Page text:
The last thing to discuss is the replayability on offer in this release. Each of the stages, can be repeated once cleared, allowing players to improve the ranking that they got and to lower the overall completion time. This promotes repeated play and for players to return to the game once they have beaten it, in order to improve their times and potentially compete with others for the best time. This is a common thing with platformers where time trials become a popular form of competition.

There is also the added bonus of extra characters that can be unlocked by beating the game as Hana. These characters have their own unique skills and challenges that come with them, but I will be keeping that information a secret. The overall experience of the game does hit the marks of a solid platformer, with obvious inspirations taken from the early years of 3D platform action games.

Now with the gameplay covered, it is time to move onto the other aspects of the game, starting with the controls.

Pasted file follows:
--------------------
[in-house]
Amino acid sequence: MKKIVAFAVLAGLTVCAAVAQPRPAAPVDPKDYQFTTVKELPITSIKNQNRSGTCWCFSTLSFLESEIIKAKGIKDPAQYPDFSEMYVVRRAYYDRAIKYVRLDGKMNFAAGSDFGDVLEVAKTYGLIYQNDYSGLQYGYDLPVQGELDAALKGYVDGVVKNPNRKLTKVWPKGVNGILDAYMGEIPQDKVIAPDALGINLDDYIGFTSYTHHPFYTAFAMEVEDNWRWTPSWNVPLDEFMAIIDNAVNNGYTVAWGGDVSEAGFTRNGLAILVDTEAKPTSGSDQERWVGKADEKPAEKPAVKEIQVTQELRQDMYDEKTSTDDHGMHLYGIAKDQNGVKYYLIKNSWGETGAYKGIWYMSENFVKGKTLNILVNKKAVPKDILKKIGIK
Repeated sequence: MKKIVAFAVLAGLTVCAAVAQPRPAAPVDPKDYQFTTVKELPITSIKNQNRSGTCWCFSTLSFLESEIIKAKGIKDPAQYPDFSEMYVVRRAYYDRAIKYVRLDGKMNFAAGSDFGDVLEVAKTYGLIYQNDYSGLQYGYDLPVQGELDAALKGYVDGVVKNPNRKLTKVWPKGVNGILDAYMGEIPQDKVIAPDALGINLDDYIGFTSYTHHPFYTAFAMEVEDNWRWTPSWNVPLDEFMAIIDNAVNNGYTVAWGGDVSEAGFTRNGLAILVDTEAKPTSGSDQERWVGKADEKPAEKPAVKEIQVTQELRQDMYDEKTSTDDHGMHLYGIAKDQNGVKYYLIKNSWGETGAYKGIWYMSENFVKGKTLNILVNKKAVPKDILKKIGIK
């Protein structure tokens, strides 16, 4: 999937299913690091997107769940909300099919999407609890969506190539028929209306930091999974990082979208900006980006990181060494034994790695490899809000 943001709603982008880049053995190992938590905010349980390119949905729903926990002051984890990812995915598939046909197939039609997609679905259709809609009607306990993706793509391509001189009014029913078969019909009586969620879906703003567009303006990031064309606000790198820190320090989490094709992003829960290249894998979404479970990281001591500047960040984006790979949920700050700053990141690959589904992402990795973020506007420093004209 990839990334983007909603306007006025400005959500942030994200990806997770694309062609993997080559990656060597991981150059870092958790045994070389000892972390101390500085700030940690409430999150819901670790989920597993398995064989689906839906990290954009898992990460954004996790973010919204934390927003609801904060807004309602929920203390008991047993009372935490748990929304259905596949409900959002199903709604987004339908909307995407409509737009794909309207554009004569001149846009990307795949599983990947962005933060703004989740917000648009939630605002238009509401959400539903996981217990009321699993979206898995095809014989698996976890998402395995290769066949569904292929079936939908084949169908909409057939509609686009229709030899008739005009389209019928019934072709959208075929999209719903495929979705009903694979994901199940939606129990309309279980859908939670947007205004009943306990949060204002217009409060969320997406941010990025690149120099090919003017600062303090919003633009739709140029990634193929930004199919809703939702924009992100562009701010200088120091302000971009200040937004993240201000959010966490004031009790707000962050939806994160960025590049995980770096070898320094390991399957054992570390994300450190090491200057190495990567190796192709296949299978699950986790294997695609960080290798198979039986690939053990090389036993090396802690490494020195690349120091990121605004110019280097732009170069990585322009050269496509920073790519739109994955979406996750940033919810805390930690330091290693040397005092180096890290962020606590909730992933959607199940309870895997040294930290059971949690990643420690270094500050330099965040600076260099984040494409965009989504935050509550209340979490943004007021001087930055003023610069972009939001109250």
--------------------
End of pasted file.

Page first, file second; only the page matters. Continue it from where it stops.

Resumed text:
Controls – the controls for this release are intuitive and mapped out well for easy use. The left thumb stick controls the character and the camera with the right (there are additional camera control options), with the face buttons control jumping and attacking enemies. The inputs are snappy and responsive with zero lag during play, but the lack of D-Pad support is unfortunate. But, with the swift movements in the 3D environment, the set up works perfectly for all modern control layouts.

Difficulty – this can be a difficult game, with the tough precise platforming in later stages and fast paced movement. However, it doesn’t feel unfair for the most part. There are some areas that could be improved, like the speed segments or timed platforms, although they can be mastered with enough practice. The checkpoint and reset systems do lessen the sting of defeat, but repeated failure can become frustrating over time.